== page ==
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Detective Pikachu's biggest strength is its world

Detective Pikachu's biggest strength is its world

I was 12 years old when Pokémon first crossed the Pacific in 1998, making me the perfect age to get sucked into what became a phenomenon. Between the games, the cards, and the anime series, it felt like suddenly it was everywhere. One of the most popular game franchises of all times, the mesh of a good learning curve in the games, a mix of adorable and “cool” character designs, the collectibility (“Gotta catch ‘em all” is a brilliant merchandising slogan) and a classic hero’s journey framework made the series infinitely relatable to kids like me. Like Harry Potter, which emerged in the United States around the same time, it was a world my friends and I could escape to over and over.

In the succeeding 20 years, I’ve only periodically dipped back into the franchise, playing a game here or there, but not much beyond that. I could probably still name most of the original 151 Pokémon, but my knowledge beyond those first two games is spotty at best. But when the first trailer for Detective Pikachu dropped, I was elated. I was vaguely aware of the game version of this take on the character from a few years ago, which became kind of an internet curiosity in its own right, but it was the look of the trailer that excited me. There is still some kind of visceral delight I get when seeing a fictional world I’ve imagined in my head rendered lovingly for the cinema.

Detective Pikachu also caught my interest because it is such an odd choice for the first live action film in this franchise. Rather than capturing the journey of a Pokémon trainer trying to be the best in the land (the story of each of the core games), it takes a sidestep into the realm of cyberpunk noir. Detective Pikachu is the Blade Runner of Pokémon, a description I write in all seriousness. But it also remains a kid’s adventure film all the same. This is the kind of bold choice we rarely seem to get in franchise filmmaking, and never on the first go-round.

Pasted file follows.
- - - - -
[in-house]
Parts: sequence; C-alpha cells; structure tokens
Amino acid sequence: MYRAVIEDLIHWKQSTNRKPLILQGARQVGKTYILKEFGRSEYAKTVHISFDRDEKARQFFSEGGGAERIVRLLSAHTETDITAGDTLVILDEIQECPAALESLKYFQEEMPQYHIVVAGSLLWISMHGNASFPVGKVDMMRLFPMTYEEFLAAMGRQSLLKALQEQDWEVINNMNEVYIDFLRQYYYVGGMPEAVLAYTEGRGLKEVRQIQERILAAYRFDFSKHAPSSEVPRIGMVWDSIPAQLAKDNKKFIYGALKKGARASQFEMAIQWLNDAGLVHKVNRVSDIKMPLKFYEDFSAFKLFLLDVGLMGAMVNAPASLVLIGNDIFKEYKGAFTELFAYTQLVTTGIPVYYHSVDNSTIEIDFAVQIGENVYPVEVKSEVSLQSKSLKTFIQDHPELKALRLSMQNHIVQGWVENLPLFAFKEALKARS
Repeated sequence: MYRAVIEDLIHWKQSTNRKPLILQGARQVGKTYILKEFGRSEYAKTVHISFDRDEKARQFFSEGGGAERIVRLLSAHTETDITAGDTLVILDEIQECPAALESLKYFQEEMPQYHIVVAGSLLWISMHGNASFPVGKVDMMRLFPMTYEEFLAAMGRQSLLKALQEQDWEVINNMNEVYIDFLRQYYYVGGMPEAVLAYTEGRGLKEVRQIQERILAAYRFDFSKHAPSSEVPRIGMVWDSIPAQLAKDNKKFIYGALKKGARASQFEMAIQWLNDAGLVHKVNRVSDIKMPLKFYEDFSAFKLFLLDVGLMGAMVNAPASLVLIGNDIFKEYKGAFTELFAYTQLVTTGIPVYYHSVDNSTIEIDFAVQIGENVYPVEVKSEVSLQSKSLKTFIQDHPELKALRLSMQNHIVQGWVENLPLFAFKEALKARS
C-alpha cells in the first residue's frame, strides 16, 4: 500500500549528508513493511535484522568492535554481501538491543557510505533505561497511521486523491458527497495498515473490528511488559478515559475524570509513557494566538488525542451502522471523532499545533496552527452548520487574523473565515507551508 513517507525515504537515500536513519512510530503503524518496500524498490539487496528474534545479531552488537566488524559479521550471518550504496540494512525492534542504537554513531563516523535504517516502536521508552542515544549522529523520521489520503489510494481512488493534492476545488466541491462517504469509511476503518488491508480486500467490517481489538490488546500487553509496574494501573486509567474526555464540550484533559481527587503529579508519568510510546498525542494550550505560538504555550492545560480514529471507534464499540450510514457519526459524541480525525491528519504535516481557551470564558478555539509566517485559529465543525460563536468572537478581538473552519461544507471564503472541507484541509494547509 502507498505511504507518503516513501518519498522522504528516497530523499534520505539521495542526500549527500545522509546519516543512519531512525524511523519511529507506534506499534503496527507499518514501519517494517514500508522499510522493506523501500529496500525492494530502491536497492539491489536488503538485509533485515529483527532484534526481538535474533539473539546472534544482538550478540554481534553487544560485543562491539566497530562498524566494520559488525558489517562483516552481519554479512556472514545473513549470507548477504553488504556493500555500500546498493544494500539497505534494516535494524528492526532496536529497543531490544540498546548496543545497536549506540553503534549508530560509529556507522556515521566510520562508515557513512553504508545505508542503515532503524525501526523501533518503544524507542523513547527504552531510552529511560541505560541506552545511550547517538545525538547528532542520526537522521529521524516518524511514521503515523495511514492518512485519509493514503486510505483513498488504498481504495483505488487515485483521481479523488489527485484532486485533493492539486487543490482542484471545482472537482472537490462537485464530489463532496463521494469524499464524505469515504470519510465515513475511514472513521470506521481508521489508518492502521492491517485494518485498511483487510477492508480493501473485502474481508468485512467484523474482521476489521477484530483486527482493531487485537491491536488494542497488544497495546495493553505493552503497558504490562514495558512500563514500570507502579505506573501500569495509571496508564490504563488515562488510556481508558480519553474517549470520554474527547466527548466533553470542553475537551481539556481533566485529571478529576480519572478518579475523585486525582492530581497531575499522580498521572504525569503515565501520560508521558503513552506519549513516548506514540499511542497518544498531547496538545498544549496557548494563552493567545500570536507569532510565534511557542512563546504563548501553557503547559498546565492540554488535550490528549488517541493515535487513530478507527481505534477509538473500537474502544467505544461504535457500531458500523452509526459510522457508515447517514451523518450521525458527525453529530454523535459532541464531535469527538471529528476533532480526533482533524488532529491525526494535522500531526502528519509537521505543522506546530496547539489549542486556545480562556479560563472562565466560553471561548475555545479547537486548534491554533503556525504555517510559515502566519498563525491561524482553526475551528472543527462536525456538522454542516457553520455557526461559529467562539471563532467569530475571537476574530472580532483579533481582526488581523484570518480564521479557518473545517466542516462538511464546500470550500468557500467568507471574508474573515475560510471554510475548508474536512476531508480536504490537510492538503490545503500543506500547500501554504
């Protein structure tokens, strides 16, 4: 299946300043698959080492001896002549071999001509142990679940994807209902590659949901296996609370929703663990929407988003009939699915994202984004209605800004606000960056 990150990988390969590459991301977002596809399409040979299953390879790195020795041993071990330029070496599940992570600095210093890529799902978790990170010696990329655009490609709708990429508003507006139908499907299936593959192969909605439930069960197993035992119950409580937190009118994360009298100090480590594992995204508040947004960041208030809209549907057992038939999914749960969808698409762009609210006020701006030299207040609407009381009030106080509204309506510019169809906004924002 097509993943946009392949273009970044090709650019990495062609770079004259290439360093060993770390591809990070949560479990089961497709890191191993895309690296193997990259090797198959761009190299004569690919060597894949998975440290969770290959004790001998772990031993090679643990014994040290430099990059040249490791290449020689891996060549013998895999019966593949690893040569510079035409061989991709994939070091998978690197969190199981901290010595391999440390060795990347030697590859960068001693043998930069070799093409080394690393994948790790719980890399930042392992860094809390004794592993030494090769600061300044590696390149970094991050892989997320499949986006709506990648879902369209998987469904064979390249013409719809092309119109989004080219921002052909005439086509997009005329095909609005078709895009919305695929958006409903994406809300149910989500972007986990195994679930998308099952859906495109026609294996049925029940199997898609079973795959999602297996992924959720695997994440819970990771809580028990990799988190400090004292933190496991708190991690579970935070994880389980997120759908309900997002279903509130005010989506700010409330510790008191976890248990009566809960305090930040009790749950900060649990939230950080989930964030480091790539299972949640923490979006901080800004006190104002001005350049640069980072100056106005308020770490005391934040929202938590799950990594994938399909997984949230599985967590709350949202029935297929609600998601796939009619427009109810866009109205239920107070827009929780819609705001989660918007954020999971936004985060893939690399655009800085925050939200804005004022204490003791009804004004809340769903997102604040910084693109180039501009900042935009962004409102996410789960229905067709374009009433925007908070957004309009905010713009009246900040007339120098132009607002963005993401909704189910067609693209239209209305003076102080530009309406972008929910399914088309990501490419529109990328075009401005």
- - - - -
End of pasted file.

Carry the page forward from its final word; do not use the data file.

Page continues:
What makes the title Pikachu so special, besides his adorable deerstalker cap, is that he can speak in English (Ryan Reynolds) and be understood by one human, Tim Goodman (Justice Smith). All other Pokémon just say their own name in various intonations as a way to try to communicate with humans. Tim meets this Pikachu in Ryme City, a place where people and Pokémon both roam freely thanks to the plan of industrialist Howard Clifford (Bill Nighy), while Tim is trying to put his father’s affairs in order after his death. Pikachu was his dad’s Pokémon partner, and of course Tim never really took to Pokémon, which means we’re also in a buddy cop story. This unlikely partnership also teams up with Lucy Stevens (Kathryn Newton), a reporter working for the younger Clifford (Chris Geere), and her Psyduck.

The rest of the story unfolds like a noir-aimed at children, which is to say that there is a resolution to the plot, even if it doesn’t hold up under scrutiny. Honestly, if there’s any aspect of the film that left me disappointed, is that it feels too loose, taking up some of its runtime to really make sure kids are following the connections in the plot rather than zeroing in on story or giving us more to look at.

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But even the slow scenes worked for me because they bring the world to life. The amount of Pokémon in this film is nothing short of abundant, and almost all of them are translated from the cartoon designs of the games into a physical space. This is the first time that Pikachu always looks furry, or Charmander always looks scaly and that the fire on the end of his tail is worth more than decoration (you can cook stir fry over it!). Realizing this world in all its strange glory is the big takeaway from the film, and makes me happy that it took this long, so that we have computer-generated characters that can be this plentiful and well-realized. No one wants a Pokémon movie with only a handful of Pokémon in it! Most of them are also believably placed in their environment as well, which helps to sell the entire thing. For some of the less grounded creature designs, I’m not sure that it is possible to retain the silhouette of the design and place it in the real world, so I’m willing to let it slide here.

The overall design aesthetic of the world shares much in common with other “East-meets-West” films like Big Hero 6 and Pacific Rim, and it’s going to take me a long time before I'm tired of it. Similar to both films, Detective Pikachu  takes a sprawling metropolitan city, fills it with neon and rain, adds some adorable creatures and a little bit of the future, and gives me a place I’d love to vacation.

Those similarly enchanted with the world of Pokémon– nostalgic and newcomers alike–will find a fun quirky movie that maybe bends one too many times towards holding the hands of the children in the audience to be a solid recommendation for everyone. But it’s hard to fault the film for trying to have it both ways in terms of target audience. The idea of the film is still stronger than the execution, maybe, but I’ll welcome a risk-taking film that looks this good over a lot of other things coming our way this summer.

Detective Pikachu opens in Philly theaters today.

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